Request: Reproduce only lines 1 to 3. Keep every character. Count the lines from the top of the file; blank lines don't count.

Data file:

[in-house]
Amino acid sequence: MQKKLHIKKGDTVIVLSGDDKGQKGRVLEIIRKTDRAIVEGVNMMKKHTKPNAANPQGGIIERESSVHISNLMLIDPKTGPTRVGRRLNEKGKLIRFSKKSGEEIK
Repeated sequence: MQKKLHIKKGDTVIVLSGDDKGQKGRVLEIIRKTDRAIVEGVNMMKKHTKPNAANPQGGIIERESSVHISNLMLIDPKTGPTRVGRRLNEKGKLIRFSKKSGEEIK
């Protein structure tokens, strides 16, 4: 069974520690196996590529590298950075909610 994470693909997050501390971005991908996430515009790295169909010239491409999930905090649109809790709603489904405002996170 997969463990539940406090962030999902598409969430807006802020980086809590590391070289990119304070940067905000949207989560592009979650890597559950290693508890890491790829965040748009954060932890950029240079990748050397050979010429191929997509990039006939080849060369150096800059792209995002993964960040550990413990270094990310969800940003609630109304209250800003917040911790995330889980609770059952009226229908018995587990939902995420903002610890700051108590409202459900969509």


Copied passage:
[in-house]
Amino acid sequence: MQKKLHIKKGDTVIVLSGDDKGQKGRVLEIIRKTDRAIVEGVNMMKKHTKPNAANPQGGIIERESSVHISNLMLIDPKTGPTRVGRRLNEKGKLIRFSKKSGEEIK
Repeated sequence: MQKKLHIKKGDTVIVLSGDDKGQKGRVLEIIRKTDRAIVEGVNMMKKHTKPNAANPQGGIIERESSVHISNLMLIDPKTGPTRVGRRLNEKGKLIRFSKKSGEEIK